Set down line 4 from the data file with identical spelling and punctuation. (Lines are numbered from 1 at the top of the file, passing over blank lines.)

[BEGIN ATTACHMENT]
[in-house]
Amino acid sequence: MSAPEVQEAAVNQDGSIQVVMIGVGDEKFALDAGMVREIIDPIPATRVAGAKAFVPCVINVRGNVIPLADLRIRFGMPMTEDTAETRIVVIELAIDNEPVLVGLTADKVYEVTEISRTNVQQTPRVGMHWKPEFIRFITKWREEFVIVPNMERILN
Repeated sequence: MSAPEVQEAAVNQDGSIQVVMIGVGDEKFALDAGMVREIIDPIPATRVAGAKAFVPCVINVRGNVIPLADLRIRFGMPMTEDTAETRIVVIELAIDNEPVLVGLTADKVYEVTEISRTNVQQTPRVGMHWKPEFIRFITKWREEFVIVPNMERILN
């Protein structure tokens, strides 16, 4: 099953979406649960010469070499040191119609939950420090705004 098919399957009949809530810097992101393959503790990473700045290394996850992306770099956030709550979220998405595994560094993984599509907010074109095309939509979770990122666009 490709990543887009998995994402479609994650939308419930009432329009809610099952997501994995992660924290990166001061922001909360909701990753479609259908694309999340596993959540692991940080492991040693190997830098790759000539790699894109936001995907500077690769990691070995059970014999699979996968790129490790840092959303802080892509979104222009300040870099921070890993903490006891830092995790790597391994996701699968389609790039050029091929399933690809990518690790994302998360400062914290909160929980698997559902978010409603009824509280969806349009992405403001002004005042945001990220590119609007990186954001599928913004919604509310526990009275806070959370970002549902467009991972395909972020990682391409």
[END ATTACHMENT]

């Protein structure tokens, strides 16, 4: 099953979406649960010469070499040191119609939950420090705004 098919399957009949809530810097992101393959503790990473700045290394996850992306770099956030709550979220998405595994560094993984599509907010074109095309939509979770990122666009 490709990543887009998995994402479609994650939308419930009432329009809610099952997501994995992660924290990166001061922001909360909701990753479609259908694309999340596993959540692991940080492991040693190997830098790759000539790699894109936001995907500077690769990691070995059970014999699979996968790129490790840092959303802080892509979104222009300040870099921070890993903490006891830092995790790597391994996701699968389609790039050029091929399933690809990518690790994302998360400062914290909160929980698997559902978010409603009824509280969806349009992405403001002004005042945001990220590119609007990186954001599928913004919604509310526990009275806070959370970002549902467009991972395909972020990682391409």